Tuesday, March 2, 2010

Corazon's mother

I just got off the phone with Corazon's mother. We are trying to work out two things--a Spring visit for her to come see Corazon in our home and time for Corazon to see extended family in Boston when we visit this summer. It looks like she might make it here sometime in late April and we are trying to coordinate some logistics. My only concern about her staying with us when she visits is that she doesn't really understand Corazon's RAD--she attributes any problems in Corazon's behavior to "bad" foster homes. Of course, that is only part of the issue but it hasn't been possible to explain the complexities of RAD to her anymore than it can be easily understood by those who don't live with it. I can only imagine how difficult it would be for her to understand her own part in contributing to Corazon's issues so I try to let it go but it will make for some challenges when she visits. The only other concern is that Corazon (partly because of her issues and partly because of the uniqueness of their relationship) intellectually understands that she is her mother but doesn't show feeling anything more for her than the connection one might have to a distant relative. I worry that Corazon will hurt her mother's feelings. A few years ago, Corazon would show her the same interest she showed a total stranger--totally charming and loving--in her attempts to "get something" from her but once that novelty passed she pretty much ignored her. Now she has gotten to a point where she does show more genuine warmth and affection towards her mother which is important but otherwise remains, at this point in time, somewhat uninterested in her and that part of her family. Because I know some of it is grounded in her emotional issues in general, I continue to try and make contact with her mother a regular part of our lives.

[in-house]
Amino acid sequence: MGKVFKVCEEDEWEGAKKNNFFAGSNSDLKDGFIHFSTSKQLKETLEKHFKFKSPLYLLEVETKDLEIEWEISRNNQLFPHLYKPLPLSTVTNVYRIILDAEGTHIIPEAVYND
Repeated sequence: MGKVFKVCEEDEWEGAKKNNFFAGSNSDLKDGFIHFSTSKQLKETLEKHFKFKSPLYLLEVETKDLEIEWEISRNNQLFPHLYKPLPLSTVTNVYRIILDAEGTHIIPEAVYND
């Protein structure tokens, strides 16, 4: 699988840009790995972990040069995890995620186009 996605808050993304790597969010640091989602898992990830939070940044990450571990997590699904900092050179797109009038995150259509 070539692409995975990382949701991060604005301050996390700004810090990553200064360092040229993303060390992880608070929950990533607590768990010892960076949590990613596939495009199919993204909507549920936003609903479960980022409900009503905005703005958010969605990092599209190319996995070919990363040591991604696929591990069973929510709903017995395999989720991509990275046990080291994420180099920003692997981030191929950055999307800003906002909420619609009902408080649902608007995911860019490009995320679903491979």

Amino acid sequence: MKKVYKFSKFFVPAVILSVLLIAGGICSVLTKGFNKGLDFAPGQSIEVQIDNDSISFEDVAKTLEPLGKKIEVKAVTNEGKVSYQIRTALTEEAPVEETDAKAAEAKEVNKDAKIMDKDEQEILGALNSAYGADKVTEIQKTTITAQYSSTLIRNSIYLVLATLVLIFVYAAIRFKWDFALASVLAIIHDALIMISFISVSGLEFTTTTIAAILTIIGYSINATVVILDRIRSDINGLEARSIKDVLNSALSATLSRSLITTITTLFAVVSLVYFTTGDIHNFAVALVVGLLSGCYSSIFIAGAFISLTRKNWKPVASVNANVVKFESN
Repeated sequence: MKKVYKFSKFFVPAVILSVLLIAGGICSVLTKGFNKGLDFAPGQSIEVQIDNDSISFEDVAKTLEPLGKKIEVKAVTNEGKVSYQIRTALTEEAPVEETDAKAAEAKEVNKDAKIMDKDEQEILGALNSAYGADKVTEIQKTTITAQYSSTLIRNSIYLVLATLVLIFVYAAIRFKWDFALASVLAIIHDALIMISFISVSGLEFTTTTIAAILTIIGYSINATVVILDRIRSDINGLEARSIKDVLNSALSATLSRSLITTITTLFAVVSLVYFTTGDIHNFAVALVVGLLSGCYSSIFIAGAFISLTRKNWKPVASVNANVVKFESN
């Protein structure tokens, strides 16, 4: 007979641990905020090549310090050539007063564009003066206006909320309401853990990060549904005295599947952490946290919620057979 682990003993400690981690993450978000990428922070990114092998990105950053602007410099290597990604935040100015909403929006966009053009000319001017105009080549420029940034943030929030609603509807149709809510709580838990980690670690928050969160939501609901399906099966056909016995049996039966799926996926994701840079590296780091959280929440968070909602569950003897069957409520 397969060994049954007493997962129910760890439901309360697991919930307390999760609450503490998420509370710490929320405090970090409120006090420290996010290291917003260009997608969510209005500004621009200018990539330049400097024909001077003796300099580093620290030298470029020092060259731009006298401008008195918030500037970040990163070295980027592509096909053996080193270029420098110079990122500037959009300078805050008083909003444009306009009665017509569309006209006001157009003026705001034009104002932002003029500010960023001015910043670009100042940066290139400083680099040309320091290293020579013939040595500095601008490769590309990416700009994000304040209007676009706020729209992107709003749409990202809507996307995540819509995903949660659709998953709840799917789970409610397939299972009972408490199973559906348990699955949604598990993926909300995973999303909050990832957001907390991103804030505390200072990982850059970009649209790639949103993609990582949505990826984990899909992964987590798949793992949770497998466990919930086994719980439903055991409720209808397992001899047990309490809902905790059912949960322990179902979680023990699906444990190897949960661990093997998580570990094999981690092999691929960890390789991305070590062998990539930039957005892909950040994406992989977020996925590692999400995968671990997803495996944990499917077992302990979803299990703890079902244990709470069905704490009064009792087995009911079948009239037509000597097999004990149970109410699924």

When we lived near one another, we saw her every few months and she attended several of Corazon's recitals and we celebrated birthdays with her and some of their family. We maintain regular contact with Corazon's older sister(19) and baby, adult brother(21) and his daughter, a paternal aunt who raised her for a period of time, and as much as possible, we communicate with another brother (14) who is in an RTC. We have always encouraged them to contact us and they do and we make sure to call them for birthdays, holidays or just because we haven't spoken in awhile. Corazon sets the terms for her contact with her mother so sometimes we (the adults) spend more time talking with one another than they do. Because Corazon came through foster care after a very long history of attempted reunifications, her mother has expressed many feelings (negative and positive) about "losing" her child to the system. She has never seemed to blame me for any of this even though at times I was a part of that system. We openly discuss her  resentment of my relationship with her daughter and her regrets. She has expressed being "at peace" with losing Corazon because of her own issues and she has told me that in not having a child to raise "gained her own life" and that she "couldn't do that while raising a child." She also reminds me often that she "knows no one could love Corazon more."  Sometimes we speak of her pain, loss and sadness and of her tremendous love for this child (all her children) and we even speak about the "what ifs." We commiserate over the "bad" choices her older children are making and her attempts to help them through it all. When her oldest son's 3 year old daughter went into care last summer she asked us if we would consider adopting her. She expresses interest in all of the members of our family and shows genuine affection for our other children. Our relationship is based primarily on the fact that we share a daughter but that is all we need. We trust that each of us is doing the best that we can to show our care for our daughter. To me, what matters most is that she loves this child and when they are together (in person or phone) she if fully present for her daughter. If she forgets to call on birthdays or holidays I know it is because she is working and not because she "forgot" and we make sure to make contact as soon as we can. I think that Corazon doesn't seem to expect to hear from her on these "special" occasions because we hear from her so many other times. I am not pretending that everything is perfect because it isn't. The feelings are messy and conflicting and when I have been in the middle of dealing with Corazon's meltdowns and rages I cannot help but sometimes curse the circumstances that brought all this on her (and me) but as much as Corazon was a victim in this so was her mother. Both of them have suffered through needing to be in foster care and having to find family in places outside their origins. I see the fight and strength in Corazon's mother and I know it is there in our daughter too. I remind her of that when she gets frustrated and says she cannot heal or isn't strong enough to do something. I am grateful that I have enough contact with her mother to see this and know that when I say this to Corazon I truly mean it and can help make the connection to her family. I think that as much as we can we have built a "successful" open adoption.